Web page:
Journal of JABB

Applied Biotechnology & Bioengineering
Research Article
Volume 2 Issue 1 - 2017
Osteometry of Acromion Process of Adult Nigerians: Clinical and Forensic Implications
Nweke CI1, Oladipo GS1 and Alabi AS1,2*
1Department of Human Anatomy, University of Port Harcourt, Nigeria
2Department of Anatomy, University of Ilorin, Nigeria
Received: October 27, 2016 | Published: February 02, 2017
*Corresponding author: Alabi AS, Department of Human Anatomy, Faculty of Basic Medical Sciences, College of Health Sciences, University of Port Harcourt, Rivers State, Nigeria, Tel: +2348030575490; Email:
Citation: Nweke CI, Oladipo GS, Alabi AS (2017) Osteometry of Acromion Process of Adult Nigerians: Clinical and Forensic Implications. J Appl Biotechnol Bioeng 2(1): 00021. DOI: 10.15406/jabb.2017.02.00021

Abstract

Background: This study, morphologically examines the right and the left acromion process of adult Nigerians: its clinical and forensic implications.

Objectives: The objectives of the study were to determine the morphometric variables of right and left acromial process, determine the percentage distribution of the types of acromion and types of inferior surfaces of acromion and to compare the values of parameters obtained with that of other populations.

Methods: Data were collected through direct anthropometric measurements of the scapula, obtained from seven institutions in Nigeria which includes, Ahmadu Bello University, University of Port Harcourt, University of Calabar, University of Abuja, Madonna University, Niger Delta University and Nnamdi Azikiwe University. A total number of 214 bones were used for the study. The parameters measured with the aid of vernier calliper, includes Acromial length, breadth, thickness, distance between the tip of acromion process and the tip of coracoid process, distance from the tip of acromion process to the dorsum of the base of coracoid process, distance between the glenoid and acromion process.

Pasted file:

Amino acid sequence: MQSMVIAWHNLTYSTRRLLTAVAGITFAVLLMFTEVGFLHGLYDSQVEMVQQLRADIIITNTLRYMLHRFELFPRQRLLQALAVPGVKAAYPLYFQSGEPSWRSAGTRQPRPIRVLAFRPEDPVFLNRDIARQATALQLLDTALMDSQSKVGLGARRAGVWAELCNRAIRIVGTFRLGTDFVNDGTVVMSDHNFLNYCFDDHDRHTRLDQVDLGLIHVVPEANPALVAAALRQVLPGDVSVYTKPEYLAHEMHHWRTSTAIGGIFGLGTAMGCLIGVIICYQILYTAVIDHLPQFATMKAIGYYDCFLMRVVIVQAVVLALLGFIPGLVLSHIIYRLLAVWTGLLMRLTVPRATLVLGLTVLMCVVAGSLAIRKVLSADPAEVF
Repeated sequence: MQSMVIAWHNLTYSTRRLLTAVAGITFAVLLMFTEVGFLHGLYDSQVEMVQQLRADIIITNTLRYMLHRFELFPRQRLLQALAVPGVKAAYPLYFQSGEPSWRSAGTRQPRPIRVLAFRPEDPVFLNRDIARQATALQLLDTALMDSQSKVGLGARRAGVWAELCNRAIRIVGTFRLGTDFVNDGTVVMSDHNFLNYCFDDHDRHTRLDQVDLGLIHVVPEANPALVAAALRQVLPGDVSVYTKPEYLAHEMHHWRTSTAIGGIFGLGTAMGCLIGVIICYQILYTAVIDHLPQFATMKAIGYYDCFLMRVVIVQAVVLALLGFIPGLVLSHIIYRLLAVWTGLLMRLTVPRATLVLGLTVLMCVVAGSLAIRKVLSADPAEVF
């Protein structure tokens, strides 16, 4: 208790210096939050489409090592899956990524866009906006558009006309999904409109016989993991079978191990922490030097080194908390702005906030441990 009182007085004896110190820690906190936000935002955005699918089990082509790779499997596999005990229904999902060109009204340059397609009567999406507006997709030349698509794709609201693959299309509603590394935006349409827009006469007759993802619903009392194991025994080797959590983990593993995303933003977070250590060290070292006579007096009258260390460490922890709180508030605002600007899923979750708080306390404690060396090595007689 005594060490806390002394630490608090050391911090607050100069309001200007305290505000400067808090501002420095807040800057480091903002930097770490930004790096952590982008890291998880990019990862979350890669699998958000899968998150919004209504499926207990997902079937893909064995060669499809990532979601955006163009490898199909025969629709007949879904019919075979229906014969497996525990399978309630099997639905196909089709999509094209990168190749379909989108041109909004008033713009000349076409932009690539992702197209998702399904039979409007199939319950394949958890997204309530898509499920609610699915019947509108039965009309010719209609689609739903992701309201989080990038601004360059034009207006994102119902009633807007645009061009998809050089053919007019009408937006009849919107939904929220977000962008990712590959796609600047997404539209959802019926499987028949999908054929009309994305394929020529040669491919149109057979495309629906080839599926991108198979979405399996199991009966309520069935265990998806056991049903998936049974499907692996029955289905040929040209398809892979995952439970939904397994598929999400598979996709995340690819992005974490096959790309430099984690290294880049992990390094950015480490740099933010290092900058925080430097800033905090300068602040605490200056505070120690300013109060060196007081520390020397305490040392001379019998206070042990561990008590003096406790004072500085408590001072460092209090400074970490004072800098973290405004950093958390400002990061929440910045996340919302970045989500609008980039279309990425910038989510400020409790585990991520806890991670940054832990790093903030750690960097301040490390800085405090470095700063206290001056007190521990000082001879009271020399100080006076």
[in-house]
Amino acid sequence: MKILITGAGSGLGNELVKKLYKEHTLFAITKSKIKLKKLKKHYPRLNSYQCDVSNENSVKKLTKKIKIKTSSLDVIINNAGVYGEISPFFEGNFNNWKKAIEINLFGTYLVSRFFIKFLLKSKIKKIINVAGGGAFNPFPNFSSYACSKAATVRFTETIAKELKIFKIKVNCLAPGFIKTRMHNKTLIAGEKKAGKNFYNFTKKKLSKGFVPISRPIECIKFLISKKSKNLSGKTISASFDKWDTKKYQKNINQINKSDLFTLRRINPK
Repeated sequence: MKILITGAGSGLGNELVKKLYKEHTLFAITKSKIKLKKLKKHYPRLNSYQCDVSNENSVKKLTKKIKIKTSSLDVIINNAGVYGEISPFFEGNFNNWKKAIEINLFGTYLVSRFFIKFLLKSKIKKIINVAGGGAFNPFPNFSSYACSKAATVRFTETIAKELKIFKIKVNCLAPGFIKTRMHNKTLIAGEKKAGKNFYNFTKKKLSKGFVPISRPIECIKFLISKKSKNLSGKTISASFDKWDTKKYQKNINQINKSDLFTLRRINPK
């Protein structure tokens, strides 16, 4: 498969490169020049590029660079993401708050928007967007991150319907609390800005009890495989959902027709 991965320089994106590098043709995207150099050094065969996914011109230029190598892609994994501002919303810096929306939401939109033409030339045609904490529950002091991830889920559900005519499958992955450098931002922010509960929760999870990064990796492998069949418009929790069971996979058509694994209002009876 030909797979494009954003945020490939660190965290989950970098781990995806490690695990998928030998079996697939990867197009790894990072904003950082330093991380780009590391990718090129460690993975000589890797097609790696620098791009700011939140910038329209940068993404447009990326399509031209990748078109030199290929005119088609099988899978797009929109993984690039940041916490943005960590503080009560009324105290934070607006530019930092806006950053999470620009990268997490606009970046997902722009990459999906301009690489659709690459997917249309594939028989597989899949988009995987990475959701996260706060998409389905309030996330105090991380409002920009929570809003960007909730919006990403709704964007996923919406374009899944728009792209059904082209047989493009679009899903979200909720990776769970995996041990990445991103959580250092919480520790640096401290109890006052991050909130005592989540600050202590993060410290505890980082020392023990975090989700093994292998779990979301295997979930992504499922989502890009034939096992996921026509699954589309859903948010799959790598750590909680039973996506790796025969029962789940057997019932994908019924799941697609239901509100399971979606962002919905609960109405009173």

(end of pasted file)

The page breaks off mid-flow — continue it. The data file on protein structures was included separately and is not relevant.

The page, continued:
Results: The mean values obtained from this study for the right and left scapulae were: 44.62±5.57mm and 43.39±5.49m, 24.15±2.36mm and 23.69±2.59mm, 7.90±-1.16mm and 7.43±1.29mm, 39.91±6.32mm and 40.13±7.62mm, 40.55±5.57mm and 39.53±5.56mm, 30.16±4.04mm and 30.33±4.05mm, respectively. This osteometry showed racial variation. Type II acromion had the highest prevalence and type III and I had the least prevalence in decreasing order.

Conclusion: The study had shown that anthropometry of acromion is important in racial determination, forensic investigations and clinical practices. Thus, recommended to anthropologists, forensic experts and surgeons.

Keywords: Morphology; Acromion process; Adult Nigerians; Forensic; Anthropology; Clavicle; Coracoid; Scapula; Osteometric analysis

Abbreviations

MLA: Maximum Length of Acromion; MBA: Maximum Breadth of Acromion; TA: Thickness of Acromion

Introduction